(The American Kennel Clubs Standard and Description)

General Appearance

The Irish Setter is an active, aristocratic
bird dog, rich red in color, substantial yet
elegant in build. Standing over two feet
tall at the shoulder, the dog has a
straight, fine, glossy coat, longer on
ears, chest, tail and back of legs. Afield,
the Irish Setter is a swift-moving hunter;
at home, a sweet natured, trainable
At their best, the lines of the Irish Setter
so satisfy in overall balance that artists
have termed it the most beautiful of all dogs. The correct specimen
always exhibits balance, whether standing or in motion. Each part of the
dog flows and fits smoothly into its neighboring parts without calling
attention to itself.

Size, Proportion, Substance

There is no disqualification as to size. The make and fit of all parts and
their overall balance in the animal are rated more important. 27 inches at
the withers and a show weight of about 70 pounds is considered ideal for
the dog; the bitch 25 inches, 60 pounds. Variance beyond an inch up or
down is to be discouraged. Proportion --Measuring from the breastbone
to rear of thigh and from the top of the withers to the ground, the Irish
Setter is slightly longer than it is tall. Substance--All legs sturdy with
plenty of bone. Structure in the male reflects masculinity without
coarseness. Bitches appear feminine without being slight of bone.


Long and lean, its length at least double the width between the ears.
Beauty of head is emphasized by delicate chiseling along the muzzle,
around and below the eyes, and along the cheeks. Expression soft, yet
alert. Eyes somewhat almond shaped, of medium size, placed rather well
apart, neither deep set nor bulging. Color, dark to medium brown. Ears
set well back and low, not above level of eye. Leather thin, hanging in a
neat fold close to the head, and nearly long enough to reach the nose.
The skull is oval when viewed from above or front; very slightly domed
when viewed in profile. The brow is raised, showing a distinct stop midway
between the tip of the nose and the well-defined occiput (rear point of
skull). Thus the nearly level line from occiput to brow is set a little above,
and parallel to, the straight and equal line from eye to nose. Muzzle
moderately deep, jaws of nearly equal length, the underline of the jaws
being almost parallel with the top line of the muzzle. Nose black or
chocolate; nostrils wide. Upper lips fairly square but not pendulous. The
teeth meet in a scissors bite in which the upper incisors fit closely over
the lower, or they may meet evenly.

Neck, Topline, Body

Neck moderately long, strong but not thick, and slightly arched; free from
throatiness and fitting smoothly into the shoulders. Topline of body from
withers to tail should be firm and incline slightly downward without sharp
drop at the croup. The tail is set on nearly level with the croup as a
natural extension of the topline, strong at root, tapering to a fine point,
nearly long enough to reach the hock. Carriage straight or curving slightly
upward, nearly level with the back. Body sufficiently long to permit a
straight and free stride. Chest deep, reaching approximately to the elbows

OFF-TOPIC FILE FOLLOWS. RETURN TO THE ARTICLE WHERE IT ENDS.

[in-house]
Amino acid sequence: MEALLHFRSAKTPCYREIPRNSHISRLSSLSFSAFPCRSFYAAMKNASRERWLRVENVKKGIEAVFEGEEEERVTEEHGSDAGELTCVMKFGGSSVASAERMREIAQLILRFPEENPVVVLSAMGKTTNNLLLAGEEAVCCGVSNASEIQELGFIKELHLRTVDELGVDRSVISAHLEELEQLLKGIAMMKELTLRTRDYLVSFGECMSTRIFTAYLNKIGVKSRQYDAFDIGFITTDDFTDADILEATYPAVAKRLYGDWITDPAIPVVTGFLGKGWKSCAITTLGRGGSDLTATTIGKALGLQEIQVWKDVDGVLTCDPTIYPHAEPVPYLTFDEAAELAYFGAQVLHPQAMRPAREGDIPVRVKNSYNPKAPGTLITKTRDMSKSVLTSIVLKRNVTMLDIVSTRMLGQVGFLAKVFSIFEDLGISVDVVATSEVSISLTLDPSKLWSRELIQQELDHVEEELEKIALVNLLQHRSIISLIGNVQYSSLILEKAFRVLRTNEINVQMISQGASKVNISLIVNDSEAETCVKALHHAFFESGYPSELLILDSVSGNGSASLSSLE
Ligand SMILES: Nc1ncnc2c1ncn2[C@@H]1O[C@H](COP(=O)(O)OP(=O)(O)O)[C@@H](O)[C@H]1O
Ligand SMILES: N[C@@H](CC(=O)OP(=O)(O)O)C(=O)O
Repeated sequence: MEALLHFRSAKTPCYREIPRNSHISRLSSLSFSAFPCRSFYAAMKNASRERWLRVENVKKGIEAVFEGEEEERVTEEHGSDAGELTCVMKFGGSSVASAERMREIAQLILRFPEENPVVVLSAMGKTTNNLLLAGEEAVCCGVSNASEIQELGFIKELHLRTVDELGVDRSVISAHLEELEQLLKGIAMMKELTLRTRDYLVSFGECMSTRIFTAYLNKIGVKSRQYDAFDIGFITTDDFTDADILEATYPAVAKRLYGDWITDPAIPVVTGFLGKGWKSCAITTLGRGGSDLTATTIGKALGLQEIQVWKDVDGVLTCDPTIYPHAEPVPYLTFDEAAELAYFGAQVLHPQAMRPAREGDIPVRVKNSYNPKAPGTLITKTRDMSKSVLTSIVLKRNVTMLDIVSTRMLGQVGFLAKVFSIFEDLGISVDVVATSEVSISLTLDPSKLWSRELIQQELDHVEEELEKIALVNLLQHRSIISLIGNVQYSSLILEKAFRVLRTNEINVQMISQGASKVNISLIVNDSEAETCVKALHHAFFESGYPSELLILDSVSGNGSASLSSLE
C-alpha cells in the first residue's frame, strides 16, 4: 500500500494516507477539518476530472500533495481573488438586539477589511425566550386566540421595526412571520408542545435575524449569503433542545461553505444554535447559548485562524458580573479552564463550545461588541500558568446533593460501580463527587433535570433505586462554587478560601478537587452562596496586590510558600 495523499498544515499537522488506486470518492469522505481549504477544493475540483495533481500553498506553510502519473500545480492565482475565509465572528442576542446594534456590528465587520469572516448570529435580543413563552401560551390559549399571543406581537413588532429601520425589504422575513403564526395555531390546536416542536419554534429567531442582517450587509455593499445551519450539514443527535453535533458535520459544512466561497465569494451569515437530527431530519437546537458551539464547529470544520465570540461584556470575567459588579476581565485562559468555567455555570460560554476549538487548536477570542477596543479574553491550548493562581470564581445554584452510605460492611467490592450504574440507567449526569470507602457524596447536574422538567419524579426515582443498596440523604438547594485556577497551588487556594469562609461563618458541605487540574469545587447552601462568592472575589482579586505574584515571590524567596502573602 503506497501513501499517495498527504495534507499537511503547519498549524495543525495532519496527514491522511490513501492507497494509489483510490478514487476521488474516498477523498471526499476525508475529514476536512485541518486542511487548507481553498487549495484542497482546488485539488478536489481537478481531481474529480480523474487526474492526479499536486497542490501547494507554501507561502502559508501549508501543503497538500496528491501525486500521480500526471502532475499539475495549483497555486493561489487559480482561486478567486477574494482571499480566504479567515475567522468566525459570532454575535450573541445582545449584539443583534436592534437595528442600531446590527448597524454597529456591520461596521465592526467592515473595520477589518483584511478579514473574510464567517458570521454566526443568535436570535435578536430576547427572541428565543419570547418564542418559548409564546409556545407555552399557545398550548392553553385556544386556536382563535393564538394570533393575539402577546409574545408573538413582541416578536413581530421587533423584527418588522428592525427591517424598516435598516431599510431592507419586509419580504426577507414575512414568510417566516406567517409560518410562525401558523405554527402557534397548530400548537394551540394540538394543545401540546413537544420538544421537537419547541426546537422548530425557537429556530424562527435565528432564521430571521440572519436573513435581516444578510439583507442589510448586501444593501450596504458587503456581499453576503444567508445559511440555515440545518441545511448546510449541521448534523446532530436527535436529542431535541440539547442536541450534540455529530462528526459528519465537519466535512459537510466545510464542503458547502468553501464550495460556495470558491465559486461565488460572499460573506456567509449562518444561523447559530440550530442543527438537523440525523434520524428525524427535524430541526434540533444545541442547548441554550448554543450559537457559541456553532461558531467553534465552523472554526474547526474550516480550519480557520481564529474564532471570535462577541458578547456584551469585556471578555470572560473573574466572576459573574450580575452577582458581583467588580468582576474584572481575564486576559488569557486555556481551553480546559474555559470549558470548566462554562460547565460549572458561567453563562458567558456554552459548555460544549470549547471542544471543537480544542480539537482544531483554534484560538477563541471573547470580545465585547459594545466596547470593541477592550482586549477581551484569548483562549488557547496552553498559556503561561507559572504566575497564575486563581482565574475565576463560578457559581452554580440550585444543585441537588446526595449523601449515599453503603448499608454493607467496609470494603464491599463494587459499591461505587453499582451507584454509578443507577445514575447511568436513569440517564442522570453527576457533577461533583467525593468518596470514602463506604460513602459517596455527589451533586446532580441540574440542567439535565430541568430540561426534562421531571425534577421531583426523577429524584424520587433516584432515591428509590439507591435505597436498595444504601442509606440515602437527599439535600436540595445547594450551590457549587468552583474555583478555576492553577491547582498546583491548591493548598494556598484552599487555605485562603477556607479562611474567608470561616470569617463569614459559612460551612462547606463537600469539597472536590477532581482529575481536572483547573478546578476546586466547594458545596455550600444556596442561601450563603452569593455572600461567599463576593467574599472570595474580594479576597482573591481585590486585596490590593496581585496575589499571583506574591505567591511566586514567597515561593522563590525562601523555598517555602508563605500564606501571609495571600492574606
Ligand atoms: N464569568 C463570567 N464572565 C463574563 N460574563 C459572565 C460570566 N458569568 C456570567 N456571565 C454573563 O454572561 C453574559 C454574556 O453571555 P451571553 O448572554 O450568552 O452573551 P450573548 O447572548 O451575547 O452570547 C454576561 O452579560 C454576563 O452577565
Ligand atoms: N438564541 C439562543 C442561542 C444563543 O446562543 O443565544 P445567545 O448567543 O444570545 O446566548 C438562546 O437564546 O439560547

with moderate forechest, extending beyond the point where the shoulder
joins the upper arm. Chest is of moderate width so that it does not
interfere with forward motion and extends rearwards to well sprung ribs.
Loins firm, muscular and of moderate length.


Shoulder blades long, wide, sloping well back, fairly close together at the
withers. Upper arm and shoulder blades are approximately the same
length, and are joined at sufficient angle to bring the elbows rearward
along the brisket in line with the top of the withers. The elbows moving
freely, incline neither in nor out. Forelegs straight and sinewy. Strong,
nearly straight pastern. Feet rather small, very firm, toes arched and


Hindquarters should be wide and powerful with broad, well developed
thighs. Hind legs long and muscular from hip to hock; short and
perpendicular from hock to ground; well angulated at stifle and hock
joints, which, like the elbows, incline neither in nor out. Feet as in front.
Angulation of the forequarters and hindquarters should be balanced.


Short and fine on head and forelegs. On all other parts of moderate length
and flat. Feathering long and silky on ears; on back of forelegs and thighs
long and fine, with a pleasing fringe of hair on belly and brisket extending
onto the chest. Fringe on tail moderately long and tapering. All coat and
feathering as straight and free as possible from curl or wave. The Irish
Setter is trimmed for the show ring to emphasize the lean head and clean
neck. The top third of the ears and the throat nearly to the breastbone are
trimmed. Excess feathering is removed to show the natural outline of the
foot. All trimming is done to preserve the natural appearance of the dog.


Mahogany or rich chestnut red with no black. A small amount of white on
chest, throat or toes, or a narrow centered streak on skull is not to be


At the trot the gait is big, very lively, graceful and efficient. At an extended
trot the head reaches slightly forward, keeping the dog in balance. The
forelegs reach well ahead as if to pull in the ground without giving the
appearance of a hackney gait. The hindquarters drive smoothly and with
great power. Seen from front or rear, the forelegs, as well as the hind legs
below the hock joint, move perpendicularly to the ground, with some
tendency towards a single track as speed increases. Structural
characteristics which interfere with a straight, true stride are to be


The Irish Setter has a rollicking personality. Shyness, hostility or timidity
are uncharacteristic of the breed. An outgoing, stable temperament is the
essence of the Irish Setter.

Approved August 14, 1990
Effective September 30, 1990

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